For more information about Tami Hoag and her books, visit www.tamihoag.com

 

 

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“Proof” by Jordyn Redwood

Book Cover - Proof Lilly Reeves is an ER doctor who chooses to live alone. She stays in shape, attends martial arts classes, owns a gun, and has three locks on her front door. She is a caring doctor, good at her job, and well liked by her colleagues. She has a close friend and a nice guy who wants to date her. None of that prevents her from being attacked and raped in her own home. And she may be the fifth victim of a serial rapist.  

She accidently discovers the identity of her attacker at work, but when she makes her accusations, DNA testing proves her wrong and she in turn, is accused of being unstable. Even her friends begin to doubt her sanity. At first, Reeves thinks she has it all together, that she will be fine as soon as the rapist is behind bars. But, that is far from reality.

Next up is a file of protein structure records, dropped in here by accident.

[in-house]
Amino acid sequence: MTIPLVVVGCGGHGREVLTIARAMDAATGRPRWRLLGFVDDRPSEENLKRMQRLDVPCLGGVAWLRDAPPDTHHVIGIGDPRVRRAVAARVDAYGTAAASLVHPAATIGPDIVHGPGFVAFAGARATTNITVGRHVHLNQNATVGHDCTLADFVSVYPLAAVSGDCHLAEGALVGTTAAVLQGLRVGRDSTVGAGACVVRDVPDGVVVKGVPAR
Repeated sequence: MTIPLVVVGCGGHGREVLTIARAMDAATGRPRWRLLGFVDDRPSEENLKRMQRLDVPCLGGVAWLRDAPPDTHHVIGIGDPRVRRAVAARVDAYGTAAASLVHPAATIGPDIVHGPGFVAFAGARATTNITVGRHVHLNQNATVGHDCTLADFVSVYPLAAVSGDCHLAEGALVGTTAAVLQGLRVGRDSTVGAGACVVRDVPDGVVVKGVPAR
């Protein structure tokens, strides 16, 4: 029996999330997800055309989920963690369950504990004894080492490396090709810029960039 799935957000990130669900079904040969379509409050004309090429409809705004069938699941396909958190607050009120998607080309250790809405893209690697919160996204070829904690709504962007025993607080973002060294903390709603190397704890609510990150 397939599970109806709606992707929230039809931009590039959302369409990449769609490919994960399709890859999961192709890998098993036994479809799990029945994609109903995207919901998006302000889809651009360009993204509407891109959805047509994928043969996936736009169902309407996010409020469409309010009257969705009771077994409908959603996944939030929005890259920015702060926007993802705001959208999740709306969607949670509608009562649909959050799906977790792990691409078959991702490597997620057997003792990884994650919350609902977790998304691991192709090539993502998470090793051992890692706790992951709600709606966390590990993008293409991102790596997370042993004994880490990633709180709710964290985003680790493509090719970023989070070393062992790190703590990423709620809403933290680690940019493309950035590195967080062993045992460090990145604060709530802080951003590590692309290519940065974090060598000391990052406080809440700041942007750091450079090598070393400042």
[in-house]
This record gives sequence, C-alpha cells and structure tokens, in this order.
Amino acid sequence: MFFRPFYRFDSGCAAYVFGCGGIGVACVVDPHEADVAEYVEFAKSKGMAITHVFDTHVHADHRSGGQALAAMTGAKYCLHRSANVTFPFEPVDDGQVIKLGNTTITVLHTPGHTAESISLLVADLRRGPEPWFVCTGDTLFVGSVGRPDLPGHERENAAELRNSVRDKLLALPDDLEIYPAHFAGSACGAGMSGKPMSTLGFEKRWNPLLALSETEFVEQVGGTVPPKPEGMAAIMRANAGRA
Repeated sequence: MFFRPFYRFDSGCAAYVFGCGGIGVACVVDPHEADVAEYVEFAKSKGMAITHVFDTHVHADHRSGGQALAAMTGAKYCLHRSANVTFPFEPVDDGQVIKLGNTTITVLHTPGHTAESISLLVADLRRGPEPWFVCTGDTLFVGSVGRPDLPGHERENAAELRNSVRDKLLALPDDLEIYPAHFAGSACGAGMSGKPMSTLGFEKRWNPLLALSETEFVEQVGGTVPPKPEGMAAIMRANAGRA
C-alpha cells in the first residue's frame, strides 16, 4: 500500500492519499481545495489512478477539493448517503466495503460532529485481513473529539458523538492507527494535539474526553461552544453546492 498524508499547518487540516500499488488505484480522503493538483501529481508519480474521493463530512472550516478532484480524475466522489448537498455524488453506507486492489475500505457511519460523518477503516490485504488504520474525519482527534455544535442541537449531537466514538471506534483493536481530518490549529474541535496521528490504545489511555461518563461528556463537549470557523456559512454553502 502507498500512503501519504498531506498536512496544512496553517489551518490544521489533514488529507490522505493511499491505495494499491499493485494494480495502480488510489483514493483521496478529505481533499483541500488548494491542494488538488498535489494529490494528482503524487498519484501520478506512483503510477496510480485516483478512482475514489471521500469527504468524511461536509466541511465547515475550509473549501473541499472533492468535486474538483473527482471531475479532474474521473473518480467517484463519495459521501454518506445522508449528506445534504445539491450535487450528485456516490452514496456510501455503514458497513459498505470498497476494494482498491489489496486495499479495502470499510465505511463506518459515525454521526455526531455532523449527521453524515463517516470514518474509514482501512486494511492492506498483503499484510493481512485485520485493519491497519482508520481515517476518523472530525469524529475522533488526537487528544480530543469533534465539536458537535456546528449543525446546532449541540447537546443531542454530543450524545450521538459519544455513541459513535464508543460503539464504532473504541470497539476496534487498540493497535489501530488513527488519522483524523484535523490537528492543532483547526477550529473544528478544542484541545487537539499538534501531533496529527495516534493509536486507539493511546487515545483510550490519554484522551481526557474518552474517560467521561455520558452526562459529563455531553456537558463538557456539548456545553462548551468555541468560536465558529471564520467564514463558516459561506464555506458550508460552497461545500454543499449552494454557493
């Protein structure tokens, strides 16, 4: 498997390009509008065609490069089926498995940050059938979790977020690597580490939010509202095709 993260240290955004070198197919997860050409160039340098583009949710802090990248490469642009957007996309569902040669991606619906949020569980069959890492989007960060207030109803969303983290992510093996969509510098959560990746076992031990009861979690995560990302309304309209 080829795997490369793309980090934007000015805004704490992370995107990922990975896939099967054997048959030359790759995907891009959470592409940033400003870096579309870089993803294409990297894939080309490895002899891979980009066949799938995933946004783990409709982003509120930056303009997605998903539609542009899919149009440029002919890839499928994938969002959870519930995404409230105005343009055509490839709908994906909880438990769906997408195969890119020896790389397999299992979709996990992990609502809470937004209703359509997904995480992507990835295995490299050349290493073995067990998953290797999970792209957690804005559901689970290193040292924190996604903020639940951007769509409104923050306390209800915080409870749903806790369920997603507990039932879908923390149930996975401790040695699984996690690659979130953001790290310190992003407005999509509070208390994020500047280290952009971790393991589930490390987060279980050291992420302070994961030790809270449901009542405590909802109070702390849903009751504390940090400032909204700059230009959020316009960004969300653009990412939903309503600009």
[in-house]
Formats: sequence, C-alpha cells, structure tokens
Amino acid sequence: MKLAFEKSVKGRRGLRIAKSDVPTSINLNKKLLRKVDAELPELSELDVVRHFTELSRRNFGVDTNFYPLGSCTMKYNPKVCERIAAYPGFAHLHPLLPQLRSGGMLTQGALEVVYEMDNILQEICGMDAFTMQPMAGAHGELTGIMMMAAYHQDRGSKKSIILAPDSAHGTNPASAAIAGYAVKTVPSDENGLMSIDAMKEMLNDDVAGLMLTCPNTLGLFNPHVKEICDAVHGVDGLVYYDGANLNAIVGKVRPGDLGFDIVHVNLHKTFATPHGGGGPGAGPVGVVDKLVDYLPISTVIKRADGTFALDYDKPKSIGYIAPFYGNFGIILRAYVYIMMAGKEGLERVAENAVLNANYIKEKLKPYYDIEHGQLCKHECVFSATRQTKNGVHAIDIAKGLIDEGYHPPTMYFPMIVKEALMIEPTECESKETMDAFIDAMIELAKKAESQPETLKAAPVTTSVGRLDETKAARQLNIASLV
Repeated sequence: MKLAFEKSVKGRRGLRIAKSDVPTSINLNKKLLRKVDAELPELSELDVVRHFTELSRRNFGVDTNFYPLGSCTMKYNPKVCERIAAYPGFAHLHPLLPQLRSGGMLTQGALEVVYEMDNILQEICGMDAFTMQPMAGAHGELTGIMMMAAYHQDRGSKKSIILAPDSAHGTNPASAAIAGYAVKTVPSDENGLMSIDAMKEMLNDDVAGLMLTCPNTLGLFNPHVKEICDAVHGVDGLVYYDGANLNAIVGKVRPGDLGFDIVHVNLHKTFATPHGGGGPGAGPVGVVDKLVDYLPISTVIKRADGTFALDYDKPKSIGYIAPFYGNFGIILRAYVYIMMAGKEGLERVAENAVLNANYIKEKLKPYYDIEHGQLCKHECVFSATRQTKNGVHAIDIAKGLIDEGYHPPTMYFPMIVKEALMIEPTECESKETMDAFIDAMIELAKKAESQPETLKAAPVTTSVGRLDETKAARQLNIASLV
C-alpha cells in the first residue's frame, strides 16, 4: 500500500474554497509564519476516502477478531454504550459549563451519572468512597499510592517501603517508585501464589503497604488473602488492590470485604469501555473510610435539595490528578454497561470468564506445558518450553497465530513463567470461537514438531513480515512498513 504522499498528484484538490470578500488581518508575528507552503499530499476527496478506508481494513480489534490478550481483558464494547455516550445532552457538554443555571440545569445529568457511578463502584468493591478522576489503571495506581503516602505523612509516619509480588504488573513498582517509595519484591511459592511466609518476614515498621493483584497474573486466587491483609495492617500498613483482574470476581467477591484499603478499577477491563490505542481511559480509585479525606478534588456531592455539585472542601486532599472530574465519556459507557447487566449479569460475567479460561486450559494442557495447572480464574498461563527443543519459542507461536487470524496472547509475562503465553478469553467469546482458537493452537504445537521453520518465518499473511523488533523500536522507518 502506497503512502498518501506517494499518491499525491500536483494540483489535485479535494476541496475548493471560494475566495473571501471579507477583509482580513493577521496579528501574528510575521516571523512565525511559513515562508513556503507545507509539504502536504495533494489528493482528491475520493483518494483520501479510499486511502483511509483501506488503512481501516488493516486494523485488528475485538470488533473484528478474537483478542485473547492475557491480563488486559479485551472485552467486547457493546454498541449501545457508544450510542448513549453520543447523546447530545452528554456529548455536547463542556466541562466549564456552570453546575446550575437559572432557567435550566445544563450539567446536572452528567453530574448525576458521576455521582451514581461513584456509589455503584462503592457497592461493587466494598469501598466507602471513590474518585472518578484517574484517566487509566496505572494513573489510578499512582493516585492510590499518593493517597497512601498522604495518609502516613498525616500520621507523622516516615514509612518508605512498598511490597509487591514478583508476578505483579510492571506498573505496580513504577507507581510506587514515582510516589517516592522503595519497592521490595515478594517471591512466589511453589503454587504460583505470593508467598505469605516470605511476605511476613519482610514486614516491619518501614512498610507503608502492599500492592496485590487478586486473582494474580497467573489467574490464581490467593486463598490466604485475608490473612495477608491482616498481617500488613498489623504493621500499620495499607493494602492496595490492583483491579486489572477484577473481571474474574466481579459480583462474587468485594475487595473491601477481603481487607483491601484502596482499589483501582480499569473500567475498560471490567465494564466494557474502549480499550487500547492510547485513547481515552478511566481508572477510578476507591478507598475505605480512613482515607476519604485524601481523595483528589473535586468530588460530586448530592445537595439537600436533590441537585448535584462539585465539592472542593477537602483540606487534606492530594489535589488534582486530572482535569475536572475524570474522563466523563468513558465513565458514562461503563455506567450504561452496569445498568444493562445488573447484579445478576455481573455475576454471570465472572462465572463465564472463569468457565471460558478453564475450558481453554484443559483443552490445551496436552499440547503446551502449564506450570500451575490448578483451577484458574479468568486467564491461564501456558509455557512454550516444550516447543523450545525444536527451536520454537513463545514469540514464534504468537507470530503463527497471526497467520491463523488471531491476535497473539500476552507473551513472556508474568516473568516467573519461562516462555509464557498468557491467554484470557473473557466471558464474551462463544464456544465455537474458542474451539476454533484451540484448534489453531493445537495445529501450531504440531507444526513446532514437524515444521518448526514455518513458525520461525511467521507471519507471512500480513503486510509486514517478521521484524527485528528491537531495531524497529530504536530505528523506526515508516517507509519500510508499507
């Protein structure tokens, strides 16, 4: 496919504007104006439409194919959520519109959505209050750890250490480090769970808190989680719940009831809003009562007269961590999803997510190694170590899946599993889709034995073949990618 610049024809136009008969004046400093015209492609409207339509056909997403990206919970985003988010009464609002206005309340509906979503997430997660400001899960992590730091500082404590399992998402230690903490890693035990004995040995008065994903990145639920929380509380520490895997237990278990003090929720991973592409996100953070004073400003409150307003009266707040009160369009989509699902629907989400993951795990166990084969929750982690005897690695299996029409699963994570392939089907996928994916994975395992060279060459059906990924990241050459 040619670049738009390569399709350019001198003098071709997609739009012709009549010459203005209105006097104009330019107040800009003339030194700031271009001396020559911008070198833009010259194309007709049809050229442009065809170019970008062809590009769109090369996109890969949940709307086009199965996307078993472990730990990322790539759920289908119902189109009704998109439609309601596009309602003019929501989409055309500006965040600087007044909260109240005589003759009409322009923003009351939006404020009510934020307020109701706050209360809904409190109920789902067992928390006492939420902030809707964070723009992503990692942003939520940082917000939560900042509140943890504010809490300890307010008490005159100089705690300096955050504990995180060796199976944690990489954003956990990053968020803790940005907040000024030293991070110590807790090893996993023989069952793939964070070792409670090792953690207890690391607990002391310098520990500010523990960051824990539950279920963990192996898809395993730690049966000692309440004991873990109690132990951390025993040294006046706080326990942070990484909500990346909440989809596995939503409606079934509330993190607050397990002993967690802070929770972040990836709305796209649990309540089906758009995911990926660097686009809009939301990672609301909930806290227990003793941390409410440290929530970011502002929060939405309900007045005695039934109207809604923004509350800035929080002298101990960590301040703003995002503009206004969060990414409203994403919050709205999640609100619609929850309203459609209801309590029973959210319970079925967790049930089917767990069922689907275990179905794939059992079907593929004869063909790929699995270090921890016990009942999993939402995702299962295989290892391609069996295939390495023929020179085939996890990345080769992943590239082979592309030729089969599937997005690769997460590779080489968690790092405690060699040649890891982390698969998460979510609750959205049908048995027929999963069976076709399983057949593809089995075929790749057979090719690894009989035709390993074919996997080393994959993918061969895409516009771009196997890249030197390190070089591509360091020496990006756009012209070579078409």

There are multiple twists and turns as the rapist proves to be more cold-blooded than anybody could have imagined. Reeves speeds ever downward, trapped in her despair and acts of self-destruction. Her friends, along with the policeman assigned to the case, do their best to help, but Reeves doesn’t want to be helped, especially when the worst news possible is revealed. This is a faith-based book, with a Christian perspective as how best to handle the many issues that arise, but to Redwood’s credit, the true-to-life discussions have non-believer Dr. Reeves standing firm, several times.  

“Proof” is a debut novel, but compares favorably with more established medical thrillers. ER procedures as well as difficult deliveries are meticulously written, yet easy to read. The medical oddity that identifies the killer is well-researched and thoroughly fascinating. The lead characters are fully developed and realistically supportive. “Proof” does not shy away from the subject, but it does not actually contain a violent re-enactment of the rape. Rather, it is an absorbing study in how a woman and the people who surround her, deal with the challenging aftermath of that rape. This is an honest, Christian look at a serious problem.